There’s something about an autumn day with a chill in the air that makes a steamy bowl of soup seem like the ideal meal.
If you still have tomatoes ripening on your windowsills, you could use some of them to make soup. When I tried this recipe, I found that the flavours mellowed and became more delicious on day 2. It’s interesting that so many dishes work that way.
The recipe makes 2 litres, enough for us to have some fresh and put some away in the freezer to have later.
Fresh Tomato Soup
From Topp, Ellie and Margaret Howard: The Complete Book of Small-Batch Preserving, Firefly Books Ltd., Richmond Hill, 2009.
- 50 mL (¼ cup) olive oil
- 2 large onions, sliced crosswise (about 500 mL/2 cups)
- 2 medium carrots, coarsely chopped
- 1-2 celery stalks, finely chopped
- 5 cloves garlic, finely chopped
- 3 strips fresh orange zest
- 2 L (8 cups) chopped peeled ripe tomatoes (about 2 kg/4 lb)
- 250 mL (1 cup) chicken broth
- 15 mL (1 tbsp) fresh thyme or 5 mL (1 tsp) dried
- 1 bay leaf
- 5-10 mL (1-2 tsp) granulated sugar
- 2-5 mL (½ -1 tsp) salt
- 2 mL (½ tsp) freshly ground black pepper
Heat oil in a large saucepan over medium heat. Add onions, carrots, celery, garlic and orange zest; cook for 8 minutes or until vegetables are softened.
Add tomatoes, broth, thyme, bay leaf, sugar, salt and pepper. Bring to a boil, reduce heat, cover and simmer for 30 minutes, stirring frequently or until tomatoes are cooked.
Discard bay leaf and allow to cool. (I discarded the orange zest, too.) Transfer to blender or food processor and process until very smooth.
Ladle into freezer containers. Refrigerate for up to 5 days or freeze for up to 6 months.
Defrost before reheating to serving temperature. If the soup is thicker than you wish, stir in extra chicken stock or milk.
Makes 2 L (8 cups).
Tips from the authors: If desired, add sugar to taste to soften the acidity of the tomatoes in this soup. Milk added before serving provides a pleasant creaminess. I didn’t find it necessary to supplement the sugar in the recipe but did enjoy the soup with a little milk stirred in.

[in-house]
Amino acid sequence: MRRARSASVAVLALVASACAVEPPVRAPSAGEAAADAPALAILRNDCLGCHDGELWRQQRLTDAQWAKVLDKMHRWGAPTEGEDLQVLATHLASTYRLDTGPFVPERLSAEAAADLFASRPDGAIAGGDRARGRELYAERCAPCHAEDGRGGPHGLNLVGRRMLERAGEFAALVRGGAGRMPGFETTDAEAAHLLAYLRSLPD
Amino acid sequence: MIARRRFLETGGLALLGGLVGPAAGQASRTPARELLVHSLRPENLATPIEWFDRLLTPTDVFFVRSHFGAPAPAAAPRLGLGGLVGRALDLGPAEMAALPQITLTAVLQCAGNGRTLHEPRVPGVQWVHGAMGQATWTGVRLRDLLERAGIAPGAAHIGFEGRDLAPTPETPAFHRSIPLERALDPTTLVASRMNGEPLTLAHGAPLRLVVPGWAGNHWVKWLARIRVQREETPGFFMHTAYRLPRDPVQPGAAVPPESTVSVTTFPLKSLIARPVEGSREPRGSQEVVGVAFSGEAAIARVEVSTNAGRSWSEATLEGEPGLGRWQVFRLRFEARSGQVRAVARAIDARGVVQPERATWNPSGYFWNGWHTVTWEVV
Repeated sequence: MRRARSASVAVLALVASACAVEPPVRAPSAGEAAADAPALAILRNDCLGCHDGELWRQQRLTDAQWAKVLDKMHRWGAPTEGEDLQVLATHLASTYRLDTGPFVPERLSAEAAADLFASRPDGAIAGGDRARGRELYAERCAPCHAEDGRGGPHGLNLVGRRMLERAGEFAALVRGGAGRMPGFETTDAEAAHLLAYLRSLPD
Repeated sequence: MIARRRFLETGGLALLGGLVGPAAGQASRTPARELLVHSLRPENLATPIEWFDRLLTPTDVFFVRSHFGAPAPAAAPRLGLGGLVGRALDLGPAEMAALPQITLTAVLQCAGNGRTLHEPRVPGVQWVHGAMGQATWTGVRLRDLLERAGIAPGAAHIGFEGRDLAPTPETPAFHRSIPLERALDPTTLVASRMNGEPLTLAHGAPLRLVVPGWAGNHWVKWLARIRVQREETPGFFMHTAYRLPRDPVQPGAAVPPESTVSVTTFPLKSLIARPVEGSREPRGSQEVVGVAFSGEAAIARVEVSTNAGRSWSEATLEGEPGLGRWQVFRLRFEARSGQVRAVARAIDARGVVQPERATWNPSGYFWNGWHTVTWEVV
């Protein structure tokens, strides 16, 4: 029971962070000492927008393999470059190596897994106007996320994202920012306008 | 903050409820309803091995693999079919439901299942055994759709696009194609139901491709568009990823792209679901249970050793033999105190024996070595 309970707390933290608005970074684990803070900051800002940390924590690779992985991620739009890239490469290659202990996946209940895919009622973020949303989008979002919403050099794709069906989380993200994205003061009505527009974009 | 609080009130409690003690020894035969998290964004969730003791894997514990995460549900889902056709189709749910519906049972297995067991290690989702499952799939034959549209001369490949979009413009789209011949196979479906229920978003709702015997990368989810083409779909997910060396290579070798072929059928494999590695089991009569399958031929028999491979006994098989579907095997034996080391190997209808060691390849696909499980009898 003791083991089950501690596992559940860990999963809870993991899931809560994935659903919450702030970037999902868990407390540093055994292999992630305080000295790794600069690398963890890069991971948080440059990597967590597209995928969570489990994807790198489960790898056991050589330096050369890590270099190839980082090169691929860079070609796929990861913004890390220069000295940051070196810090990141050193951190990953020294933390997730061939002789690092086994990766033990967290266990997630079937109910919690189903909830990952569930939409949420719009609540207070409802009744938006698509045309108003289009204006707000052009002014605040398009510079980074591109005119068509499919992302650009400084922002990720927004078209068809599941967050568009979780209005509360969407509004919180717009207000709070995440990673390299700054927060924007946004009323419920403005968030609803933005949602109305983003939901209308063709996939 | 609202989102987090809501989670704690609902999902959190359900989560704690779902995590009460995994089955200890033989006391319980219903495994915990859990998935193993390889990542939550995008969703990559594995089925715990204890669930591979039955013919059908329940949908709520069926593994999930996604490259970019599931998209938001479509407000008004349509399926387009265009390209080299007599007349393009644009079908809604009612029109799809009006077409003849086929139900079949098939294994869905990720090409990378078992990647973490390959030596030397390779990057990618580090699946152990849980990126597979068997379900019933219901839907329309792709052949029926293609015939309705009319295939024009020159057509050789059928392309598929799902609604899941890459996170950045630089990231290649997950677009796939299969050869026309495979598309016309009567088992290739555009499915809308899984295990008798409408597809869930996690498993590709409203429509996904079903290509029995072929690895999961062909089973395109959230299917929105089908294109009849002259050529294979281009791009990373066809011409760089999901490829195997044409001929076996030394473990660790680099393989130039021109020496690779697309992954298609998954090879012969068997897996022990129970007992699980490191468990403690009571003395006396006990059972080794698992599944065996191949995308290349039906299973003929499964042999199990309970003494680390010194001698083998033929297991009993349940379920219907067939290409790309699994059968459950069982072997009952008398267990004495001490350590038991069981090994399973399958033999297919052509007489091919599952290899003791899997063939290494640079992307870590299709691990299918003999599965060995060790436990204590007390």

I didn’t grow leeks in my own garden, but a friend gave me some from hers, and I know just what to make with them: leek and potato soup. It can be served chilled, but I like it hot.
Here’s the recipe I use for the soup. You can substitute evaporated milk or blend cream instead of milk to make soup creamier, or to minimize fat intake, use low-fat milk or fat-free evaporated milk.
If you’re new to cooking with leeks, you should know that they may have soil trapped between the layers. The easiest way to remove it is to slice the leek lengthwise and rinse it under cold water. People often discard the dark green part of leek leaves, but they can be simmered with other vegetables to flavour vegetable stock.
Leek and Potato Soup
Adapted from Young, Donna and Marg Routledge: New Maritimes Seasonal Cooking, Nimbus Publishing Ltd., Halifax, 1996.
- 5 mL (1 tsp) olive oil
- 1 large leek, white and light green parts, sliced
- 50 mL (¼ cup) diced celery
- 375 mL (1½ cups) chicken broth
- 375 mL (1½ cups) sliced potatoes
- 1 mL (¼ tsp) salt (omit if broth is salted)
- 0.5 mL (⅛ tsp) freshly ground pepper
- 75 mL (⅓ cup) homogenized milk
- Snipped chives for garnish, optional
Heat oil over medium-high heat in a heavy saucepan. Add leek and celery. Reduce heat and cook, stirring frequently, for about 3 minutes or until softened.
Add chicken broth, bring to a boil over medium-high heat and then cover and simmer for 10 minutes. Add potatoes, and continue cooking until potatoes are very soft, about 10 minutes.
Pulse in a blender or food processor until mixture is a coarse, rather than a smooth purée (or make it smooth, if you prefer).
Add salt, if using, and pepper.
Add milk, using more or less to adjust thickness. Warm to desired temperature and garnish with chives, if using.
Soup may be chilled and served cold if preferred.
Makes 4 servings.
Margaret Prouse, a home economist, writes this column for The Guardian every Friday. She can be reached by email at email@example.com.